I’d met L the same night around nine when she’d finished her work and was going home. On her way she’d stepped into U’s salon, where I with N, P, her boyfriend and a few other guys were killing time. We were talking in the hot N salon, where the air seemed to have stopped moving. There was sweat dripping from her neck to her wide cleavage, and a glinting circle appeared on her forehead that was surrounded by her frizzy hair. I remember that when we were talking about sex work she told that she didn’t do that much anymore, because she has a job. Every time she goes out with friends, she goes home at 1 am, langsung tidur, directly to bed. A few hors later we were hanging at Kali Acay and I noticed a beautiful guy trough my camera, a guy who wasn’t shy at all to be in the picture with a group of warias. A second later I saw him sharing a bike with L, they were both so happy. L gave a gentle kiss on the guy’s shoulder, and then she was impishly playing with her fingers near his groin. For me they looked like a hot couple and I was puzzled when the same sugar face came to me to beg my phone number, L still hanging around his neck. N set the things straight: “Her number is exclusively for warias only, khusus untuk waria.” Of course the guy tried his luck a few more times. Unfortunately I had no time to meet with them again, although from a researcher’s aspect it could have been interesting.
Our party started at U’s salon, where we had ordered a few bottles of a weird transparent drink, called Jenefer. Jenefer is bottled into a huge round one-liter bottle, it’s like gasoline and it’s often mixed with green Sprite. We closed the salon’s windows and doors and tried to gasp some air with a help of a fan or a piece of card board. It’s still unbearably hot, although it’s long after 9 pm. But of course no one of the neighbours or people passing by should see we’re sitting with a group in a salon that was opened a few moths ago and drinking alcoholic beverages. Not that it would be something that’s done very rarely on Papua, but social harmony is highly valued here. P’s boyfriend poured a shot of the green bubbly drink and passed it on, the beat coming from the big speakers set under the ceiling was ticking in everyone’s head.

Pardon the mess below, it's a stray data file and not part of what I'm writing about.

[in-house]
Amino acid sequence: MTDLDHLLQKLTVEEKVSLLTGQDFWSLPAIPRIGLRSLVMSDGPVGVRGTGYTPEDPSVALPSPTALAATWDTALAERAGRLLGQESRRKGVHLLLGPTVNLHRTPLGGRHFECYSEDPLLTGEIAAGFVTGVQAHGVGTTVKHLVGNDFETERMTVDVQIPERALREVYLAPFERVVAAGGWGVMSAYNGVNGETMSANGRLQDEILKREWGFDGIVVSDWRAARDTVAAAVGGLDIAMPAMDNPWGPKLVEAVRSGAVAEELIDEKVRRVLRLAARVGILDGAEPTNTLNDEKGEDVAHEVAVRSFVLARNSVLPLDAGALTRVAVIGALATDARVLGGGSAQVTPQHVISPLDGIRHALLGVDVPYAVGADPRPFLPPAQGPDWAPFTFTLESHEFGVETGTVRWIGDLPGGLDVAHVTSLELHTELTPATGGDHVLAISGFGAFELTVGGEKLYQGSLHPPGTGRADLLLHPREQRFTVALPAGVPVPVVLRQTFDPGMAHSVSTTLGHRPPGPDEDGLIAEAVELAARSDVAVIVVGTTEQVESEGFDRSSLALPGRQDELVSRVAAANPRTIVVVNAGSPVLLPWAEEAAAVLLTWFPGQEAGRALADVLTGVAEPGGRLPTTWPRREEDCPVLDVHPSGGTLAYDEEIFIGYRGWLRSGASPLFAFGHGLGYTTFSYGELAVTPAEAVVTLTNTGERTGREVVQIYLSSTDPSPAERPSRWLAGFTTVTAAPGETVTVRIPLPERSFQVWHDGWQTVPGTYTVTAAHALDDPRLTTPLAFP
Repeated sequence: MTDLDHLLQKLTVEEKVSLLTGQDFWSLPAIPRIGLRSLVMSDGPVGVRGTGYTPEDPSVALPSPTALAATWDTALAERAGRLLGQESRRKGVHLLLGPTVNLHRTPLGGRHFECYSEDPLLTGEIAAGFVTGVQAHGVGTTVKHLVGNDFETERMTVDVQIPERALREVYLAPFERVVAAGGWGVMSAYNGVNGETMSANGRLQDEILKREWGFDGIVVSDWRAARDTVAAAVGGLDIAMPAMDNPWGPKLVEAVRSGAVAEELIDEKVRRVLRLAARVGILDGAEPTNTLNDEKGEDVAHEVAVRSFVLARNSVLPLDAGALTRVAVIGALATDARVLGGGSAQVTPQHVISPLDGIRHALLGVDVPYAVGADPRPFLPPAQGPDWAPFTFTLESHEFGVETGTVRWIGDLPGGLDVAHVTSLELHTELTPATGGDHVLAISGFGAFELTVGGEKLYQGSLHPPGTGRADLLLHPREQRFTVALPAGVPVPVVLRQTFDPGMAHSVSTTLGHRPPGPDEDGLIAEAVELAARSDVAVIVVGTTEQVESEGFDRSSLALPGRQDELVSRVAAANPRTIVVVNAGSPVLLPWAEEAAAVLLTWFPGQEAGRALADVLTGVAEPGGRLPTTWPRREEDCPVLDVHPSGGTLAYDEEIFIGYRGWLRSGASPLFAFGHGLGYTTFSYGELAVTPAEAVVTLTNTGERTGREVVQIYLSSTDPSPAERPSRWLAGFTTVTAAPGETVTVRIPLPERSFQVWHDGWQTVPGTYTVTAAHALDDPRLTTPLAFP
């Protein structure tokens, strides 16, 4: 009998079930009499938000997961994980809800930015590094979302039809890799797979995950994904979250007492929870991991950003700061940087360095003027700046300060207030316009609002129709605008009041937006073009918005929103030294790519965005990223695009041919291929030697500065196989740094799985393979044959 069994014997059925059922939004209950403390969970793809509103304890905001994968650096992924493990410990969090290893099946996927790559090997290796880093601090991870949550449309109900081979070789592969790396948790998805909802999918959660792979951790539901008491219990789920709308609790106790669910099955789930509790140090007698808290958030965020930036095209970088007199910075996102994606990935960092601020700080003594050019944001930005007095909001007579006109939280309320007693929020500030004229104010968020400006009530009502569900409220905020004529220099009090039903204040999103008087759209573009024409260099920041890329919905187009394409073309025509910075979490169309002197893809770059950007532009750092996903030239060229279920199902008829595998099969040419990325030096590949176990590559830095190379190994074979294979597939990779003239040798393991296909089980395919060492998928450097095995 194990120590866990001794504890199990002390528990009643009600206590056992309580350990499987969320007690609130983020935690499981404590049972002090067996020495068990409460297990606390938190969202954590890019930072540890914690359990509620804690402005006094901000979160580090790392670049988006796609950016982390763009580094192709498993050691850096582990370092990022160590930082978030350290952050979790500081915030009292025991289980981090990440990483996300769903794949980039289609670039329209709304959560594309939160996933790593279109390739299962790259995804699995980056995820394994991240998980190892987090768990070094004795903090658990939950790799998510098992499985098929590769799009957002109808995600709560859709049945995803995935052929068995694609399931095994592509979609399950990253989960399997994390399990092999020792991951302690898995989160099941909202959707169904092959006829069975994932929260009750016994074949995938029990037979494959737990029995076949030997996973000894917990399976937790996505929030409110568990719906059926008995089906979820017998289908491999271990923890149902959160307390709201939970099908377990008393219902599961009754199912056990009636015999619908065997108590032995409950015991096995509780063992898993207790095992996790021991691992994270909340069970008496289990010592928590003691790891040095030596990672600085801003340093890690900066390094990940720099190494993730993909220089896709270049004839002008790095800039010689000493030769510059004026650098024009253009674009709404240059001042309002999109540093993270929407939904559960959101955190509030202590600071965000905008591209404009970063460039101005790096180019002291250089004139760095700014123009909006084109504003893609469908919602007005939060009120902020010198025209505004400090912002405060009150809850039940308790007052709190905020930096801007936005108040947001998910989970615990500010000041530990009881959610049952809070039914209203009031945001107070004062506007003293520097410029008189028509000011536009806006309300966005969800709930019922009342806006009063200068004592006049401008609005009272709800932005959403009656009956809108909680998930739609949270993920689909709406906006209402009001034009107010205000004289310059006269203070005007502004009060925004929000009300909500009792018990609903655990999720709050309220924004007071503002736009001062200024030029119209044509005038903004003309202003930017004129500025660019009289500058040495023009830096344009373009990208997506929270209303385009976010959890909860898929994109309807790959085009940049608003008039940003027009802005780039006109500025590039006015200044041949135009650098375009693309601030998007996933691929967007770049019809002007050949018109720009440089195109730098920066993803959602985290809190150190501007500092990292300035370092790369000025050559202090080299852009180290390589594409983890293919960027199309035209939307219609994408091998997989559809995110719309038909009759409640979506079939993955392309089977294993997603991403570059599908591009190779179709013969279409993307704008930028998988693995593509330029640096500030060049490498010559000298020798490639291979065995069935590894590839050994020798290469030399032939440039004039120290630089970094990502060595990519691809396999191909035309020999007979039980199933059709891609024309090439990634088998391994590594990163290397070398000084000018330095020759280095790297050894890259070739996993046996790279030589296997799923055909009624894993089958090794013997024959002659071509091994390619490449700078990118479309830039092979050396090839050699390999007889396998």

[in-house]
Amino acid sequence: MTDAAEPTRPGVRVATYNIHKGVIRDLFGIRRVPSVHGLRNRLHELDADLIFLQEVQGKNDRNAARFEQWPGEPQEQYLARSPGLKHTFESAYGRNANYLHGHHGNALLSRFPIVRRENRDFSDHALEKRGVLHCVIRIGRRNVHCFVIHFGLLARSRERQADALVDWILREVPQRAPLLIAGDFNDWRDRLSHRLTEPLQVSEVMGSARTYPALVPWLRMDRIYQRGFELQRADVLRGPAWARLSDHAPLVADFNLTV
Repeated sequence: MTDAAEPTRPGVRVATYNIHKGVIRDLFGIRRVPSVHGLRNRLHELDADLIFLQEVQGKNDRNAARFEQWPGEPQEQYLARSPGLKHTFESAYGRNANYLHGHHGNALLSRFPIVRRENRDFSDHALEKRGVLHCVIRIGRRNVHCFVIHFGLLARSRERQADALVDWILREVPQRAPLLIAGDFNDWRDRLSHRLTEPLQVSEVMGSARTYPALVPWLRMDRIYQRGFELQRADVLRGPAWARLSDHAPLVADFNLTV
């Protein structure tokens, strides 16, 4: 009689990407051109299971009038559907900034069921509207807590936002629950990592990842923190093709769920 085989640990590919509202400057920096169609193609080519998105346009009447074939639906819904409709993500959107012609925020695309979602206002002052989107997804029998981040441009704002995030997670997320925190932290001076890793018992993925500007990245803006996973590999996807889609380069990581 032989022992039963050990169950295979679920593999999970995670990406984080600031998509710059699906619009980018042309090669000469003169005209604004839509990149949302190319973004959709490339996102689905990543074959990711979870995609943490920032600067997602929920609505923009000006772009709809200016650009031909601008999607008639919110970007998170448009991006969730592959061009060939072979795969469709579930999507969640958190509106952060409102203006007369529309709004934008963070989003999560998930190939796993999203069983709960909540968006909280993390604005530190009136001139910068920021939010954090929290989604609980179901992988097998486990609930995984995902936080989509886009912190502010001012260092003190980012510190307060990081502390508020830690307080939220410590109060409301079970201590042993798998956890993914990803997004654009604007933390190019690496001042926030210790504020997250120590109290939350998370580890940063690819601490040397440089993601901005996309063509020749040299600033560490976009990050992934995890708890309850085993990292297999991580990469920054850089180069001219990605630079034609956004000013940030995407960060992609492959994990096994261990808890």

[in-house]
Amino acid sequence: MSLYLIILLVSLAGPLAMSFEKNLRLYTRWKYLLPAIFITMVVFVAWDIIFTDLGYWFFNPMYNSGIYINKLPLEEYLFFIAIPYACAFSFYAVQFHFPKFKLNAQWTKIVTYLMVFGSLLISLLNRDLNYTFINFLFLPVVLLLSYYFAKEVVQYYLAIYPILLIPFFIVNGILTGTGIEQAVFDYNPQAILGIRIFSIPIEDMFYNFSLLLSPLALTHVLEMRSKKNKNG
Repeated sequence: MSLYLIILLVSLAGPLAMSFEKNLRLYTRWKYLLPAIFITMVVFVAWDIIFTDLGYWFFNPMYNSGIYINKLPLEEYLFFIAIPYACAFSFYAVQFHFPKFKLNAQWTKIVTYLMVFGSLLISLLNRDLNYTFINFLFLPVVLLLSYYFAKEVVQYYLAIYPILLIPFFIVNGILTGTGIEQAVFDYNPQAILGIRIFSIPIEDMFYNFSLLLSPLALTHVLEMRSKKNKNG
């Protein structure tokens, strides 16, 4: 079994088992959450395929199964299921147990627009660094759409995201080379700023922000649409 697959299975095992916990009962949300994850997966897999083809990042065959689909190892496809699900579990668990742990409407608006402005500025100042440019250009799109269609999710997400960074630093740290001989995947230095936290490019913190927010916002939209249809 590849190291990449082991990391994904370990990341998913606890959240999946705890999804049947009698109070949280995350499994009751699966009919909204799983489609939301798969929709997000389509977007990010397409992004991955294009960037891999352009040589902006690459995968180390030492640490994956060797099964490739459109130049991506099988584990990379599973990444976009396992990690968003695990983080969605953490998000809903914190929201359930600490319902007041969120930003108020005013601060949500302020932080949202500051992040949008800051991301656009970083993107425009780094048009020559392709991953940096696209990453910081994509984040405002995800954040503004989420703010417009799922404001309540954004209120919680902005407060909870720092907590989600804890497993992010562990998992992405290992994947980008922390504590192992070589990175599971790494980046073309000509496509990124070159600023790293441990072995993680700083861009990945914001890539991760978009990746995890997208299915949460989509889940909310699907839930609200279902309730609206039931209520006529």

P was seemingly worried when the shot reached me – because I was with a motor bike and I had told him that I didn’t have too much experience driving a motor bike in a Papuan night. But N said it was nothing, because the people in our country are used to drinking alcohol, there’s nothing to worry about. N seemed to have a lot of respect for our distant country. For example, once she introduced me repeatedly as „Cece, dari Estonia, ibu-kota Amerika.” Meaning, I’m from Estonia, the capital of America.
People nodded agreeably. Who wouldn’t know America?! It sounded so wicked that for a while I didn’t dare to correct her. I was giggling on my own. Estonia – the capital of America.
Despite of me having long term health problems on Papua, and of the weather being sweatting hot, and of being in a some stress arising from my research, I still thought I’d know my limits between social drinking and drinking that scatters the state of mind. It took about 3 shots. Actually it wasn’t the alcohol, it was life itself.

In a cabin with four enormous security guys across the Pacific

After a few-days vacation in Raja Ampat I was finally in a condition I felt strong enough to move on. But then it appeared that all flights to Jayapura had been sold out and only the unacceptably expensive where left.  So I had to decide in the favour of a boat trip. So, here I am, on Nggapulu ship, sailing from Sorong, the gate of Papua, to Jaypura, the capital of Papua, for three days and three nights. An economy ticket costs a bit more than 300 000 rp, but after boarding you can easily bargain for a room in another class, or pay a crew member, who wants to earn some extra money, to sleep in his or her bed. On boarding passengers are surrounded by the hum of the members of the crew, “kamar-kamar-kamar...”, which means that they’re ready to give their room for a passenger for a certain amount of money. The usual fee is  100 000 rp a port, which for me would have meant 500 000 rp, which again I couldn’t agree with. A reserved crew member with a really sweet face took me to his room and asked 2,5 millions for it. I burst out laughing – I’d take a plane for that money!

After several maneuvers, from the front room of the captain’s quarters to the doctor’s office, I finally ended up in the security room – SATPAM, as it’s called. Now I share a room with four heavy men, one of whom, Iwan, gave his bed to me. The game is tough because I have made no monetary agreements with them, on the other hand, there aren’t too many free lunches in the world. So, I have to keep myself sharp and alert to keep away from all possible unpleasantnesses. Which is of course the result of the fact that I’m a woman and they’re men – endless game between a stick and a slit.
So I woken in the middle of the night by Iwan’s head that had appeared from behind the curtain covering the bed, and which was talking weird words to me. I snapped that I was sleeping and told him not to disturb me, which made the head with it’s puppy eyes disappear behind the curtain. But it soon appeared again:
„Cece! Cece! Maybe we could sleep here together?”